Dr. William McFarlane (Guest): Absolutely. We’ve been through this before with cancer and so there’s a good prognosis for the field in general, but it is still a problem for young person and their family to see signs of psychosis, particularly, or any major mental illness, and decide to seek treatment in time to really have the best outcome. Yes, it’s still an issue. I’m happy to say also I think it’s probably diminishing in young people, which is good to see.
Melanie: The stigma is diminishing or mental illness is diminishing?
Dr. McFarlane: The stigma. Mental illness is still with us and I think will be for quite a long time.
Melanie: What are some of the signs and symptoms? Whether we’re talking about younger people, adolescents, or adults that their loved ones can really look at, red flags, Dr. McFarlane, that would signal somebody needs some help?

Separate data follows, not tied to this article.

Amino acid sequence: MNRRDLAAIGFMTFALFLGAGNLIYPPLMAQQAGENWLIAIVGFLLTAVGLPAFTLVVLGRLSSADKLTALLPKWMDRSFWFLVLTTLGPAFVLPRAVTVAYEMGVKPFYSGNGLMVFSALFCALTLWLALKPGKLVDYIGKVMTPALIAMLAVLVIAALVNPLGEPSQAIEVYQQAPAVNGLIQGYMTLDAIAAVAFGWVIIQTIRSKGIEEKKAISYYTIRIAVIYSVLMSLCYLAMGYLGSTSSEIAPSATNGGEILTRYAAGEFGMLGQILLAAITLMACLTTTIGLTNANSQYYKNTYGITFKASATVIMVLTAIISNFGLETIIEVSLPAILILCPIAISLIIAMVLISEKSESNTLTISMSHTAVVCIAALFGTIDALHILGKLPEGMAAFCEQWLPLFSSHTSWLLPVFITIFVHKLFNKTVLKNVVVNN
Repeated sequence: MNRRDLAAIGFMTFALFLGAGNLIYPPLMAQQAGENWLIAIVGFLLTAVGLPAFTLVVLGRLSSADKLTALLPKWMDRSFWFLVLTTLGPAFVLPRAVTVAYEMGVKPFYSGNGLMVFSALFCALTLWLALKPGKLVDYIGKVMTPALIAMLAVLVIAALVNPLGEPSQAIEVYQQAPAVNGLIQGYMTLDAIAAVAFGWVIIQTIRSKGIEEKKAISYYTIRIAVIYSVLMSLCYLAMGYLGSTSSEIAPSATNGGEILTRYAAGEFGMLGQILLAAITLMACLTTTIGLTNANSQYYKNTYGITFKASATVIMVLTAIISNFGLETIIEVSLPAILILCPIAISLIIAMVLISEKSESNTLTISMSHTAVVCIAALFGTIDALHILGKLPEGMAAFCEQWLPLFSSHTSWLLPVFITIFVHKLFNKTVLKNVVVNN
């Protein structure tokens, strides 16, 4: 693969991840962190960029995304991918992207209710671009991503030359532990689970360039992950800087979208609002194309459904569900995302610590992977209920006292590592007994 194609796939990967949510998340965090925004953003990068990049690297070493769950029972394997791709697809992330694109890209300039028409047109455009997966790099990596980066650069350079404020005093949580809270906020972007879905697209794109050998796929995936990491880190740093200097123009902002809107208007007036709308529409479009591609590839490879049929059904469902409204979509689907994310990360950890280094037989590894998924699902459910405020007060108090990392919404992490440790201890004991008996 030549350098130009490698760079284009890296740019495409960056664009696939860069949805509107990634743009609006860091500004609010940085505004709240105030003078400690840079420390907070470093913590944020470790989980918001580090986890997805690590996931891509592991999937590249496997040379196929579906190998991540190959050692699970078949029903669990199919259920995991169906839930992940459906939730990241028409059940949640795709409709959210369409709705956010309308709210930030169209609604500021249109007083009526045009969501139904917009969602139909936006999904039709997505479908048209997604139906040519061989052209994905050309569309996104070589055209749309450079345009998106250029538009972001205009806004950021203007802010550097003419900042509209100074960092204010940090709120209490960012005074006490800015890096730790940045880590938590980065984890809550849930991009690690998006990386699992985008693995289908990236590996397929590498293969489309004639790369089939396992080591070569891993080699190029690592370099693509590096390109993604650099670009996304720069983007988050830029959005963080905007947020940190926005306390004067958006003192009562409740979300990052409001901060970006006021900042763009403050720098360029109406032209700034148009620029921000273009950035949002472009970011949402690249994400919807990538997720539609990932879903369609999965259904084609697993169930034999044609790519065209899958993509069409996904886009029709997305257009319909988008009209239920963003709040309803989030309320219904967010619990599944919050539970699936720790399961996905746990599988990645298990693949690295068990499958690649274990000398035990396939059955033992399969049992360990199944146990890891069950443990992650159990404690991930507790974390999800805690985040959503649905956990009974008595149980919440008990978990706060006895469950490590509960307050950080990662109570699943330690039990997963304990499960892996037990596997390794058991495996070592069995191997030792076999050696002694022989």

Dr. McFarlane: Well, the general ones are just unexplainable mysterious changes in functioning: A young person whose grade point average starts dropping off even though they’re trying to do the work, signs of withdrawing from their friends and then even from family members. But the real tipoffs are the classic signs of psychosis, in other words, hallucinations and odd ideas that are usually suspicious or persecutory in nature but not nearly as severe as you’d find in a full-blown psychotic episode. For instance, young people might say they hear their name occasionally and they know nobody is saying that or they hear music when there is no music being played. Or they feel that somebody might be following them and they might even hear a footstep or two, but when they look there’s nothing there. It’s really subtle, not a gross paranoid delusion as you might see in the emergency room or a psychiatric hospital.